When The Burden Is Too Much

I find there are days when it feels like the world is going to hell in a handbasket. Global pandemic, riots, political polarization, human trafficking, radical groups destroying our sense of security, people out of work and businesses forced to close their doors, friends struggling with anxiety and depression, kids in the community losing their battle with mental illness, infertility afflicting some couples and other mommas struggling to feed their children. I could go on, but in case I hadn’t already depressed you, I’ll stop while I’m ahead. 

We want to be a light in the darkness. We want to help those around us. We want to bring about justice, but we’re completely overwhelmed by the weight of it all. There are times when the burden is just too much to bear. 

Personally, I know there have been days where I’ve told God, “I just can’t do this. The burden is too hard to take.”

Several years back, I first read this story about Amy Carmichael. It resonated so deeply with me that now my mind is always drawn back during moments of complete overwhelm. If you haven’t heard the name Amy Carmichael, she was an inspirational missionary in India around the turn of the century and served there for over 50 years. Amy’s claim to fame was founding an orphanage and working with women and children. Most significantly, she worked to rescue young children who were either at risk to be, or had already been, sold to the Hindu temple priests. Due to customs at the time, these children would be used as temple prostitutes to honor the gods and to earn money for temple priests. Clearly detestable and absolutely heartbreaking.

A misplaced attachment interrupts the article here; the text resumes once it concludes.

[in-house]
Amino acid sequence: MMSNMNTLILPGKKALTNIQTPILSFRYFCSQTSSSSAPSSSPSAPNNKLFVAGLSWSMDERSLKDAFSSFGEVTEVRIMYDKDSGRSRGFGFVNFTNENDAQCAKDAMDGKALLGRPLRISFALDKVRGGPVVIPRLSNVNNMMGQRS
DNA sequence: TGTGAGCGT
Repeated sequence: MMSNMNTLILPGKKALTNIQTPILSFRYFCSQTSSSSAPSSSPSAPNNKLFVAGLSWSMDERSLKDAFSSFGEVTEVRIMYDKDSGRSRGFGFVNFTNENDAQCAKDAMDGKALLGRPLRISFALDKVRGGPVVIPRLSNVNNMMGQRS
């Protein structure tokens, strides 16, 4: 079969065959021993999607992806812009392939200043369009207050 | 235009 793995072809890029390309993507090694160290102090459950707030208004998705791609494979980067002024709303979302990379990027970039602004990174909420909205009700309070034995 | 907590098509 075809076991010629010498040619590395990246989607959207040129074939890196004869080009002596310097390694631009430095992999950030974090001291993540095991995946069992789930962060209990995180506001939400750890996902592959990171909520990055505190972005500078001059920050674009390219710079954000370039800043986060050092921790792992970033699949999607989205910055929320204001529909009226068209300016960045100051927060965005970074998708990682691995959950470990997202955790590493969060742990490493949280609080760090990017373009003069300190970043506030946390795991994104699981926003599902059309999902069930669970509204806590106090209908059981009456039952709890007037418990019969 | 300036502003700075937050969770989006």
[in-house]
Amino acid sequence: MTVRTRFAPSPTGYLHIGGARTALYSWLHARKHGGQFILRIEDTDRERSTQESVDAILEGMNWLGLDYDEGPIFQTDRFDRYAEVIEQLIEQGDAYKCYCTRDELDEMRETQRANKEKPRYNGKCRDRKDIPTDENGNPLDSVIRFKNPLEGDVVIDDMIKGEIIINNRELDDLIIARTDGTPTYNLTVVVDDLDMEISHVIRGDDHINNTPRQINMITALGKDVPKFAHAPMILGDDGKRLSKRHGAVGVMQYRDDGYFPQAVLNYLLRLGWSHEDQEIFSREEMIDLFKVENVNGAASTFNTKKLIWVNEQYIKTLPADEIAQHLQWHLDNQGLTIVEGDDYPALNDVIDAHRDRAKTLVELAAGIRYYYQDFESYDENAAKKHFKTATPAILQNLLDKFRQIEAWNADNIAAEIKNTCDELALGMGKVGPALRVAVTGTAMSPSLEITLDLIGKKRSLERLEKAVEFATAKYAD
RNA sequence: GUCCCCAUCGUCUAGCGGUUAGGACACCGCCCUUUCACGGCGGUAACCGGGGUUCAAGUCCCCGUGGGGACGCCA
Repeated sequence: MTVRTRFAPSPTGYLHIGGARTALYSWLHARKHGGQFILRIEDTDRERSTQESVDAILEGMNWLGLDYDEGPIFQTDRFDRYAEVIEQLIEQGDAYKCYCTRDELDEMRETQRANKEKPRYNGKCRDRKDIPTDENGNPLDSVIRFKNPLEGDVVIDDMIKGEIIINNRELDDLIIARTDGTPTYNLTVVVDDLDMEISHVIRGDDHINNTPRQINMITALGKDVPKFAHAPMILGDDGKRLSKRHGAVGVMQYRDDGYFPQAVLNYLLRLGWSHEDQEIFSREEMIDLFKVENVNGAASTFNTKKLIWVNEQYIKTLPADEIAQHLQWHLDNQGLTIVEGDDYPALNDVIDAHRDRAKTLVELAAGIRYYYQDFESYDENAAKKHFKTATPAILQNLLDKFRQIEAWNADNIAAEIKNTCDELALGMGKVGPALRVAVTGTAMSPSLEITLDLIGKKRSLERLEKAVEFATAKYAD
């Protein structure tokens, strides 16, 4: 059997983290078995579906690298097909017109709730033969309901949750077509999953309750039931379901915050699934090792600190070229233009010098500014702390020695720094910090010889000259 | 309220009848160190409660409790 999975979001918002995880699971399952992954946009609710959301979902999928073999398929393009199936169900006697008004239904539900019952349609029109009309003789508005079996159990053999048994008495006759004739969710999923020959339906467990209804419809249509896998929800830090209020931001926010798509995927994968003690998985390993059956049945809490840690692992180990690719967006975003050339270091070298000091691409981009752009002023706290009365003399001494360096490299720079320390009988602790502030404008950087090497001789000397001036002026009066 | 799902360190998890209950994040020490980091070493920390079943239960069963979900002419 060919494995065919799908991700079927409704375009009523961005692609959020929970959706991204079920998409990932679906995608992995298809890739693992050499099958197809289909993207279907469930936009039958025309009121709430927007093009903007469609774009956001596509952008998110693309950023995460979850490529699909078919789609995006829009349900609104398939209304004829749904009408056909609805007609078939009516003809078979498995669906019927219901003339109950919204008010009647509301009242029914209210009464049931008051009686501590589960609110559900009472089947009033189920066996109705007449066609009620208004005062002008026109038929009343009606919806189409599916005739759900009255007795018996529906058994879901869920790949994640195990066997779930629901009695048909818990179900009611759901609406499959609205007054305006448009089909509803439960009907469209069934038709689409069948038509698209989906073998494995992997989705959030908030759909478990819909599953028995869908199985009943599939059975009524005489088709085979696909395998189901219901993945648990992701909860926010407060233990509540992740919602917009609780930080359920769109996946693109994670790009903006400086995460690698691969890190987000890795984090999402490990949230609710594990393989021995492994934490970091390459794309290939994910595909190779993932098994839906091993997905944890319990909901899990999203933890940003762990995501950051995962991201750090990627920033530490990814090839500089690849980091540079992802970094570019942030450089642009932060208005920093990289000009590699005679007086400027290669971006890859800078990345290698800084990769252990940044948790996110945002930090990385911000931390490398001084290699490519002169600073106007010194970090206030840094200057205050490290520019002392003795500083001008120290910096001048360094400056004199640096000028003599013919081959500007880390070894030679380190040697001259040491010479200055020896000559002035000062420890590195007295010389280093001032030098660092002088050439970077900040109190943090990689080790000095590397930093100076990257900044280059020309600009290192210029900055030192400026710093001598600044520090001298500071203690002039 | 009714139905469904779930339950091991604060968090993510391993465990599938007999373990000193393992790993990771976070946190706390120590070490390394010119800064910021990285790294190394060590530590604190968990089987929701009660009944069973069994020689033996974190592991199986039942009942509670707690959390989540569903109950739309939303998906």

In her book, The Gold Cord, Amy Carmichael writes about how she founded her ministry and orphanage, and the extreme challenges they faced. There is this moment in the book, just a few chapters in, that made me stop and reread it several times. Feeling utter defeat at losing some of the children they wanted to rescue from prostitution, and feeling helpless as to how to save any more of them, Amy writes that the burden was unbearable; it was too much to carry. 

She walked outside and God gave her an image:

“At last a day came when the burden grew too heavy for me; and then it was as though the tamarind trees about the house were not tamarind, but olive, and under one of those trees our Lord Jesus knelt, and he knelt alone. And I knew that this was His burden, not mine. It was He who was asking me to share it with Him, not I who was asking Him to share it with me. After that there was only one thing to do: who that saw Him kneeling there could turn away and forget? Who could have done anything but go into the garden and kneel down beside Him under the olive trees?” 

Don’t get distracted by the fact that you don’t know what a tamarind tree is. It’s simply an indigenous tree to that area, the same as me saying, “the trees about the house were not oak, but olive.” And the reference to olive trees is because in the Gospels, Jesus went out to the grove of olive trees and prayed just before his arrest and crucifixion. Amy is stating an important fact here: the burdens of the world are not meant to be carried by us! Our Lord knows that. He knows the world is ugly and full of treacherous things. The whole point of Jesus coming to this world as flesh and dying on the cross as our Savior is because he knows that! The entire Old Testament is clear proof that humans stink at being their own savior. We cannot do it. It’s too much for our capabilities. The burden is too much to take and it ends in failure each time.